The Impact of a Building Implosion on Airborne Particulate Matter in an Urban Community

Christopher M. Beck, Alison Geyh, Arjun Srinivasan, Patrick N. Breysse, Peyton A. Eggleston, Timothy J. Buckley

Research output: Contribution to journalArticlepeer-review

Abstract

In response to community concerns, the air quality impact of imploding a 22-story building in east Baltimore, MD, was studied. Time- and space-resolved concentrations of indoor and outdoor particulate matter (PM) (nominally 0.5–10 µm) were measured using a portable nephelometer at seven and four locations, respectively. PM10 levels varied in time and space; there was no measurable effect observed upwind of the implosion. The downwind peak PM10 levels varied with distance (54,000–589 µg/m3) exceeding pre-implosion levels for sites 100 and 1130 m 3000- and 20-fold, respectively. Estimated outdoor 24-hr integrated mass concentrations varied from 15 to 72 µg/m3The implosion did not result in the U.S. Environmental Protection Agency (EPA) National Ambient Air Quality Standard (NAAQS) for PM10 being exceeded. X-ray fluorescence analysis indicated that the elemental composition was dominated by crustal elements: calcium (57%), silicon (23%), aluminum (7.6%), and iron (6.1%). Lead was above background but at a low level (0.17 µg/m3). Peak PM10 concentrations were short-lived; most sites returned to background within 15 min. No increase in indoor PM10 was observed even at the most proximate 250 m location. These results demonstrate that a building implosion can have a severe but short-lived impact on community air quality. Effective protection is offered by being indoors or upwind.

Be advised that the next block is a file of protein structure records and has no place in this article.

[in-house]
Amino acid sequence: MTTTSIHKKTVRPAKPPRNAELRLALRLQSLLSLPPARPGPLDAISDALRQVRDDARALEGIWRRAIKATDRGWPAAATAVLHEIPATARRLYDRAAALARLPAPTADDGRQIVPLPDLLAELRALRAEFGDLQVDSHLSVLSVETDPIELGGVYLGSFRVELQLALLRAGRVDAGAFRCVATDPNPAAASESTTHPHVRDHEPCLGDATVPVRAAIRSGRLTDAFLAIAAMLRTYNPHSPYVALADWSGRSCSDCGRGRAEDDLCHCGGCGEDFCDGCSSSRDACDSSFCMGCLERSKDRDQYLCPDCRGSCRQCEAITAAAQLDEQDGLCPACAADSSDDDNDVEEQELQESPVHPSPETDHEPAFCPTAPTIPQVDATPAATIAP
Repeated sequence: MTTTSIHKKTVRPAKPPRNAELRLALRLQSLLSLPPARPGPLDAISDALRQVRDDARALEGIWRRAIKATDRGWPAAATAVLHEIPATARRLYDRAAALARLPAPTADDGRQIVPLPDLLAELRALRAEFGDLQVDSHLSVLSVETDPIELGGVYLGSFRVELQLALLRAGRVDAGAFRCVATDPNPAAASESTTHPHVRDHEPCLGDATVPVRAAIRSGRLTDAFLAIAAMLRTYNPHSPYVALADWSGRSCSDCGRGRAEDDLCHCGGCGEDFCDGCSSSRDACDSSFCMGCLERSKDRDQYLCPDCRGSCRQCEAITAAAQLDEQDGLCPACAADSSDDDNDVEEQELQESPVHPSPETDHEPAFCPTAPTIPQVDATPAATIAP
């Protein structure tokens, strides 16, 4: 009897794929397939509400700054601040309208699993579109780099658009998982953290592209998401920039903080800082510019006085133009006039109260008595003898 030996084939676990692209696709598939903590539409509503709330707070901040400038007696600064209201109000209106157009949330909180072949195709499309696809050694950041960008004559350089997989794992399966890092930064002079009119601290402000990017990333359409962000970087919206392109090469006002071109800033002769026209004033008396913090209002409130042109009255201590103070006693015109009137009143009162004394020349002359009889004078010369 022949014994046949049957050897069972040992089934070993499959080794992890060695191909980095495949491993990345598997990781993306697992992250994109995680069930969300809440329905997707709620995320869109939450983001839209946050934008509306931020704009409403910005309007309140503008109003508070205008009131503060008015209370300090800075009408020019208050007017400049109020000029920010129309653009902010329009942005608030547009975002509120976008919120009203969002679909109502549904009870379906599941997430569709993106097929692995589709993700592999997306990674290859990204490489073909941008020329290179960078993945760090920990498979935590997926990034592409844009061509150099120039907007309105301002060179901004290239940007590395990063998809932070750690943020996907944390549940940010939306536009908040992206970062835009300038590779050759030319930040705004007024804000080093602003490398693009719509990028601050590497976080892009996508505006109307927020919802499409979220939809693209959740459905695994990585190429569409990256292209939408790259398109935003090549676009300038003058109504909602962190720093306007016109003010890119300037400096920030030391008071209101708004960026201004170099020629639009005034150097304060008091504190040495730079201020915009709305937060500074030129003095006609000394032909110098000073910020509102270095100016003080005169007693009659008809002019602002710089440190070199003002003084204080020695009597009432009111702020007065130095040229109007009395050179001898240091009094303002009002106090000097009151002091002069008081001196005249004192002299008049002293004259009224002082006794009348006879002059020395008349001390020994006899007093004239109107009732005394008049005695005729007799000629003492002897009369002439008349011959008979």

Original languageEnglish (US)
Pages (from-to)1256-1264
Number of pages9
JournalJournal of the Air and Waste Management Association
Volume53
Issue number10
DOIs
StatePublished - Oct 2003

ASJC Scopus subject areas

  • Waste Management and Disposal
  • Management, Monitoring, Policy and Law

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